Last week the markets were overshadowed by the events unfolding in Kabul and across Afghanistan. With chaos seemingly engulfing the country, investors turned tail from riskier assets and sought the safe haven of the dollar. This change in sentiment pushed sterling down almost 1.5% whilst the euro to its lowest level for nearly a year. The UK enjoyed a mixed week of macroeconomic data, which started with better than expected employment data; however, the inflation rate was lower than forecast, as were Retail Sales. A picture of a patchy and uneven recovery in the UK emerges when the data are taken together. This is likely to stay the case for the foreseeable future as the spread of the delta variant of Covid continues. Sterling also gave up some of its recent gains against the euro to end the week nearly a cent lower as a by-product of the dollar’s strength.
Afghanistan and, in particular, any signs of America’s hasty withdrawal prompting expansionist moves from China towards Taiwan will continue to concern the market in the week ahead. Also of concern will be the spread of the Delta variant of Covid, and it will be a surprise if risk sentiment improves too dramatically. Away from geopolitical worries, one event will preoccupy traders’ thoughts, and that is the Federal Reserve’s annual economic Jackson Hole Economic Symposium starting on Friday. Until then, with many bankers and investors still preferring their sunbeds to the office desks, it will probably be a quiet start to the week, especially in the UK and Europe, as there is very little on the data docket to excite.
For the latest currency exchange rates click here:
As we said previously, sterling had a miserable week that matched the weather in the UK. And although the weather is forecast to improve, sterling is likely to remain under pressure from the dollar for a while longer. The one bright sign last week was the UK’s latest unemployment report, but with analysts and traders picking on the less than satisfactory elements, it became apparent that the markets were looking for a reason to sell sterling. This week’s domestic data is relatively thin on the ground, with the only major release being the preliminary, or flash, Purchasing Managers Indexes (PMI) released as this report reaches your inbox. The figures are likely to have been distorted by the recent pingdemic as well as supply disruption and are unlikely to move sterling too much.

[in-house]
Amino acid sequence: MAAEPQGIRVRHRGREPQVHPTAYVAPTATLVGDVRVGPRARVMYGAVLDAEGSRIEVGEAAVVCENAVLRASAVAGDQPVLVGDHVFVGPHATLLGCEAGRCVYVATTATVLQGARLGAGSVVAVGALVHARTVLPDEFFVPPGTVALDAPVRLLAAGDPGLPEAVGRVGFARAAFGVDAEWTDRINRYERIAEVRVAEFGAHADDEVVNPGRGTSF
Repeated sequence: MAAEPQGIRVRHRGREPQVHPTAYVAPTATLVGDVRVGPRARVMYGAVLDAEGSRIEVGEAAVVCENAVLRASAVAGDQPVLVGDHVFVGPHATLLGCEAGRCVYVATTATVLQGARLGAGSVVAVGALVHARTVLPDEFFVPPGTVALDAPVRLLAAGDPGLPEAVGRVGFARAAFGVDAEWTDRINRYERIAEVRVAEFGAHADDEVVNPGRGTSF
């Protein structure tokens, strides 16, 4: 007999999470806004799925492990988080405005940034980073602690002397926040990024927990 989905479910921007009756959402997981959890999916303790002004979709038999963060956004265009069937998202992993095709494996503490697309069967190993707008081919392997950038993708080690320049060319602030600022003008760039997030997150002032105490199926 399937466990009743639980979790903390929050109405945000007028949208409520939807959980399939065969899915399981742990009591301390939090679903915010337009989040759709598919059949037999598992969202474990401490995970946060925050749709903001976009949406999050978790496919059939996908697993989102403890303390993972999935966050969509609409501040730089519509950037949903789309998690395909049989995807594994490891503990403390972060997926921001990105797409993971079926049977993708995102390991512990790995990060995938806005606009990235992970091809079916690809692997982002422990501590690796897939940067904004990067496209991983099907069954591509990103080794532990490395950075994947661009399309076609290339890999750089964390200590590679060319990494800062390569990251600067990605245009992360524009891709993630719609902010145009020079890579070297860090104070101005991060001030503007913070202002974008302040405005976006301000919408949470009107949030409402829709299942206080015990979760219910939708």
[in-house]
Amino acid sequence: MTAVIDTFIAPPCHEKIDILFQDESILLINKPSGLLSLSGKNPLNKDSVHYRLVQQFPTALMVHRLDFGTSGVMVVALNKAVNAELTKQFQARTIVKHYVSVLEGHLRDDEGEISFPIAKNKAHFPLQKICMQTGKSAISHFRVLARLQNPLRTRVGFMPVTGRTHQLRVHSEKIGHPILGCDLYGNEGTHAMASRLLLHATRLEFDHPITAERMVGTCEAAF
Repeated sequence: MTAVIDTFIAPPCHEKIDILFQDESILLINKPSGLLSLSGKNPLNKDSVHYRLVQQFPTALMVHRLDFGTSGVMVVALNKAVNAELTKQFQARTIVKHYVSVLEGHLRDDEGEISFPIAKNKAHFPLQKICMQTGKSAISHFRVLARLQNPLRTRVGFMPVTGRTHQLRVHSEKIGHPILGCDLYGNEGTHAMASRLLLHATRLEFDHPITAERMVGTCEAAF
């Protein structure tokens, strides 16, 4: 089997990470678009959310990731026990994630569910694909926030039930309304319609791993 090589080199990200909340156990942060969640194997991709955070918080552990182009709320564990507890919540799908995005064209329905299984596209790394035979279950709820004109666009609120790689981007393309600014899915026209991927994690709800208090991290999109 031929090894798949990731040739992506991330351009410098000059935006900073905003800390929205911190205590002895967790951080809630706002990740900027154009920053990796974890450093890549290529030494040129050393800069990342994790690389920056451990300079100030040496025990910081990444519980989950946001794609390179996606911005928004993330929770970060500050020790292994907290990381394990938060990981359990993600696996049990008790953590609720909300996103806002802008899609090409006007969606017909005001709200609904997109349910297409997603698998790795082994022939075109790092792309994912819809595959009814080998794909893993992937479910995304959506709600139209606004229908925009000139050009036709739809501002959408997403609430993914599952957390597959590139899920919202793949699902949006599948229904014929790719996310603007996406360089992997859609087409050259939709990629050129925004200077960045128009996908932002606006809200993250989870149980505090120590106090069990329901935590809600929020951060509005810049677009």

As with sterling, the single currency remains at the mercy of outside events. With sentiment so risk-averse, it is hard to see too much of a recovery by the euro against the dollar. However, it remains towards the bottom of its recent trading ranges and could well be slightly oversold by institutions, so it may bounce back from its current levels. The euro gained against sterling last week, but this was the dollar bossing sterling more than any euro strength. As with the UK, there is very little to get economists excited this week with just the August Purchasing Managers Indexes released today. Apart from these, it’s all German data starting tomorrow with Second Quarter Gross Domestic Product followed on Wednesday by August’s Ifo Business climate before the week closes with the Gfk Consumer Sentiment surveys. The only spokesperson from the ECB scheduled is Isabel Schnabel, who is speaking both tomorrow and Thursday.
Get the latest exchange rates here: Currency Exchange Rates
Alongside the geopolitical implications of the American withdrawal from Afghanistan, the only other event that the market reacted to last week was the release of the minutes from July’s Federal Open Market Committee meeting. The minutes were non-committal on whether earlier tapering was in order now, with “several” saying a reduction in bond purchases may be more appropriate “early next year”. This week’s key event again revolves around the Federal Reserve, with the Kansas Federal Reserve hosting, albeit remotely, the annual Jackson Hole Symposium, which starts on Friday. With the Delta variant of Covid forcing the meeting online, the Fed may disappoint the market by choosing to hold policy steady. If this was to happen, the dollar could sell off quite sharply. Data flow starts this afternoon with the August PMIs, followed by New Home sales tomorrow and Durable goods orders on Wednesday. On Thursday, revisions to second-quarter GDP and the weekly jobless report are released. Interestingly, the data week will close on Friday with one of the Fed’s key metrics, the Personal Consumption Expenditures Price Index.
The Swedish krona suffered as concerns about geopolitics and financial market sell-offs caused beta currencies to weaken. Moreover, PM Löfven declared on Sunday that he will step down in autumn and won’t be the leader of his party. This does not warrant a new election but will merely see another party member of the Social Democrats take the lead and prepare for next year’s General Election. We will pay attention to the Unemployment Rate on Thursday and Retail Sales as well as GDP on Friday.
The Norwegian krone continues its slide, this time caused by the ever-decreasing core inflation figure. Speculation is therefore rife that Norges Bank Governor Olsen may have to delay his rate hike given the fragility of the recovery.
If you need to get some advice on currency exchange click here: Get Currency Exchange advice